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I wrote a blog last year called “Do Oil and Gas Landmen Need to be Licensed Real Estate Brokers?" The case on which it was based has just been decided by the Ohio Supreme Court.

Here's the update:

Relying on the same reasoning as the Seventh District Court of Appeals, the Ohio Supreme Court has affirmed the decision in Dundics. A full copy of the slip opinion can be found here.

In a passage that squares well with our previous analysis above, Chief Justice Maureen O’Connor, writing for the unanimous court, indicated that “whether [applying licensure requirements to oil and gas landmen] makes sense is a policy question for the General Assembly to decide. Our task is to interpret and apply the statutory language….There is simply no exception in the statutes governing real-estate-broker’s licenses for oil and gas leases or oil-and-gas land professionals.” Such an exception would solve the problem if and when the General Assembly carves it out.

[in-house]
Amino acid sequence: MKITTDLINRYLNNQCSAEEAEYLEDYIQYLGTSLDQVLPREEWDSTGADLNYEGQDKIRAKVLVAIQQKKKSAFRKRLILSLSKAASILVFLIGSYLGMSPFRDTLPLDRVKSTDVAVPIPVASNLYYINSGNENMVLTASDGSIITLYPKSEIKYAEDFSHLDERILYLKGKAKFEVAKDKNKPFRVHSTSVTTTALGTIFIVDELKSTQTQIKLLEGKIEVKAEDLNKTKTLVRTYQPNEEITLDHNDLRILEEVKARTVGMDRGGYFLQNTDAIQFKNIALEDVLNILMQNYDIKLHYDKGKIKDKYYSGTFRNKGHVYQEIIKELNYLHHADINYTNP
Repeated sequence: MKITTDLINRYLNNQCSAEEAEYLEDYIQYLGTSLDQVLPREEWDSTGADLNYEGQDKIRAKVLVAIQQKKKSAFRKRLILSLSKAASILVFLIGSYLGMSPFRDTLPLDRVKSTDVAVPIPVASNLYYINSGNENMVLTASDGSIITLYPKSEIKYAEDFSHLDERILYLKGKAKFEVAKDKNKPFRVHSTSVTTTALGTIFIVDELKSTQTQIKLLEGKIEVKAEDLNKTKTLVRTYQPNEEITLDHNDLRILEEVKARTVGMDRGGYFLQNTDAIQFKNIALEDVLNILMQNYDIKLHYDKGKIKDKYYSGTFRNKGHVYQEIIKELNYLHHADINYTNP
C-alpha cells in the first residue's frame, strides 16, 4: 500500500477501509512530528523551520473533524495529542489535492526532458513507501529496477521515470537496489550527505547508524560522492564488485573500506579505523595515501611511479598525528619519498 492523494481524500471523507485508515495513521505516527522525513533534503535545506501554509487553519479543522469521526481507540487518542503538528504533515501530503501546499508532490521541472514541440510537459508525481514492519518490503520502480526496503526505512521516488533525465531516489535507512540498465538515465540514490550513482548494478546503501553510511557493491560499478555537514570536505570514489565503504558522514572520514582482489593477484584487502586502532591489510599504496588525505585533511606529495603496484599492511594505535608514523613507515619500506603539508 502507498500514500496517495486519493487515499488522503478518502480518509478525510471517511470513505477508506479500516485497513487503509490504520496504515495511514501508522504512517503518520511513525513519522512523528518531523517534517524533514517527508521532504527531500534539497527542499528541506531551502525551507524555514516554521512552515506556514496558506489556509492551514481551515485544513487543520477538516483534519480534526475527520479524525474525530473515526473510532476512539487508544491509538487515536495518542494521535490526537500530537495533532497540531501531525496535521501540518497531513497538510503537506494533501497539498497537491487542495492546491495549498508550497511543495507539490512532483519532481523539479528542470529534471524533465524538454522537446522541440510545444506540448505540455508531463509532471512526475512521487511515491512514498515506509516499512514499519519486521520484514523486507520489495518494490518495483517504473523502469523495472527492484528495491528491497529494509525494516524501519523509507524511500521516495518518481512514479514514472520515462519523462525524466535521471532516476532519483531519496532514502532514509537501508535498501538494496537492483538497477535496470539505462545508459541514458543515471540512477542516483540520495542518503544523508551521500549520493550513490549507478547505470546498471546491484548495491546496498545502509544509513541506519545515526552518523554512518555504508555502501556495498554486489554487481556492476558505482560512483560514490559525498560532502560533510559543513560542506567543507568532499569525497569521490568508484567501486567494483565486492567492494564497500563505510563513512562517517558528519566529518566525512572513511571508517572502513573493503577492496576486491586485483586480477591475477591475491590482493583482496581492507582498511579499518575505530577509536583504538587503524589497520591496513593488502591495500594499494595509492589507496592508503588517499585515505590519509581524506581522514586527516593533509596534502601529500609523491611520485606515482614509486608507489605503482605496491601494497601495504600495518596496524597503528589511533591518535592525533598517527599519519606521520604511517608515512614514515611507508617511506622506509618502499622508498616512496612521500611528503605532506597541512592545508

However, R.C. 4735.01(I)(1)(a) excepts the “regular employees” of companies acquiring interests in real estate “in the regular course of, or as an incident to the management of the property and the investment in it” from the broker’s licensure requirements. Since the initial ruling by the Seventh District Court of Appeals, some brokers have responded by bringing their formerly-independent landmen in-house as W-2 employees. While different employment types and compensation regimes each carry their own benefits and burdens, for both the employer and employee, it seems that the primary structure for landmen and brokers established by decades of market forces will be unavailable unless and until the General Assembly acts.
 
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